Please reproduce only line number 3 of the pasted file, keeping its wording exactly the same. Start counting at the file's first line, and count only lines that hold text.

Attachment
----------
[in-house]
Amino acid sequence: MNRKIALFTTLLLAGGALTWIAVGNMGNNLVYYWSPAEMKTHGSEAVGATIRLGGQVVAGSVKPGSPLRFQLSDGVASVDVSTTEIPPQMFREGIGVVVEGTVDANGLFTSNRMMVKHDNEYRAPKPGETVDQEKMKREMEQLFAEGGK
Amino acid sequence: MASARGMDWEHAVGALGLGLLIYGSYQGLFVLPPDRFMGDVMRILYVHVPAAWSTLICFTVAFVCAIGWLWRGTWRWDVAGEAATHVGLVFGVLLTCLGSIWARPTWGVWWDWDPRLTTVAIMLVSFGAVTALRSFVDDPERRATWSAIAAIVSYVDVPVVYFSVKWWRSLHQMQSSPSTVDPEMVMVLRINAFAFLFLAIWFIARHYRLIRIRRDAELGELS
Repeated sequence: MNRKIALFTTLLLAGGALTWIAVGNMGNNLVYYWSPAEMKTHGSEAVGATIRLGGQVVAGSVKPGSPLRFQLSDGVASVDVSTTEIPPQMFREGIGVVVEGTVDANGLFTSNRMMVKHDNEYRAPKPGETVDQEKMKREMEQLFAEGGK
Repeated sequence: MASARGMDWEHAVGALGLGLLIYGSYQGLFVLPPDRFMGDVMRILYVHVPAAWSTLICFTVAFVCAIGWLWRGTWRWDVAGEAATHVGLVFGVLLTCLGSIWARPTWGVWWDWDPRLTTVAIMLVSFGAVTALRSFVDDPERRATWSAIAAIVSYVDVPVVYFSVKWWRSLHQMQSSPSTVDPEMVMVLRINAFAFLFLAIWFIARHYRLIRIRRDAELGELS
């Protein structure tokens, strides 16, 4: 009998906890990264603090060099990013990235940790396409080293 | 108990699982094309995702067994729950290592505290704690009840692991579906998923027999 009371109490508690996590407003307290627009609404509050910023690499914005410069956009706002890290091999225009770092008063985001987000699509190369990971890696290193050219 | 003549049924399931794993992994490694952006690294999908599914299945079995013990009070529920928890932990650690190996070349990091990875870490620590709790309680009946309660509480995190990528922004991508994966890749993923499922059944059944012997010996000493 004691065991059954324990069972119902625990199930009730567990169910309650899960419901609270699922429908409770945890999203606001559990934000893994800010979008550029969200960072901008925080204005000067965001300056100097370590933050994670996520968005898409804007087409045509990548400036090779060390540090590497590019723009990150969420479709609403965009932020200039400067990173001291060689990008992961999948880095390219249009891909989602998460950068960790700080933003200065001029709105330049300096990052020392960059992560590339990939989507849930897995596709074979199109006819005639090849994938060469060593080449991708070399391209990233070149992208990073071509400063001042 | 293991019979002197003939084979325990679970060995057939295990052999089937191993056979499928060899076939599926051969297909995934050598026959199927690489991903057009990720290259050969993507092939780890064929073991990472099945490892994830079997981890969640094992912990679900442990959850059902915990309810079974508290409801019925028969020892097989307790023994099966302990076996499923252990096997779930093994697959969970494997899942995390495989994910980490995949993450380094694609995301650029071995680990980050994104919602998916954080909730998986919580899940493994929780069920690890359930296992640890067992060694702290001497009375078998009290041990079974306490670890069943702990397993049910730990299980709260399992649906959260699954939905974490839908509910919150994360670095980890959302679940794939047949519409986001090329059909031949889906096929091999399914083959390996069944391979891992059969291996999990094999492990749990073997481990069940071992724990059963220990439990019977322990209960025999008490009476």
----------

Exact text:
Amino acid sequence: MASARGMDWEHAVGALGLGLLIYGSYQGLFVLPPDRFMGDVMRILYVHVPAAWSTLICFTVAFVCAIGWLWRGTWRWDVAGEAATHVGLVFGVLLTCLGSIWARPTWGVWWDWDPRLTTVAIMLVSFGAVTALRSFVDDPERRATWSAIAAIVSYVDVPVVYFSVKWWRSLHQMQSSPSTVDPEMVMVLRINAFAFLFLAIWFIARHYRLIRIRRDAELGELS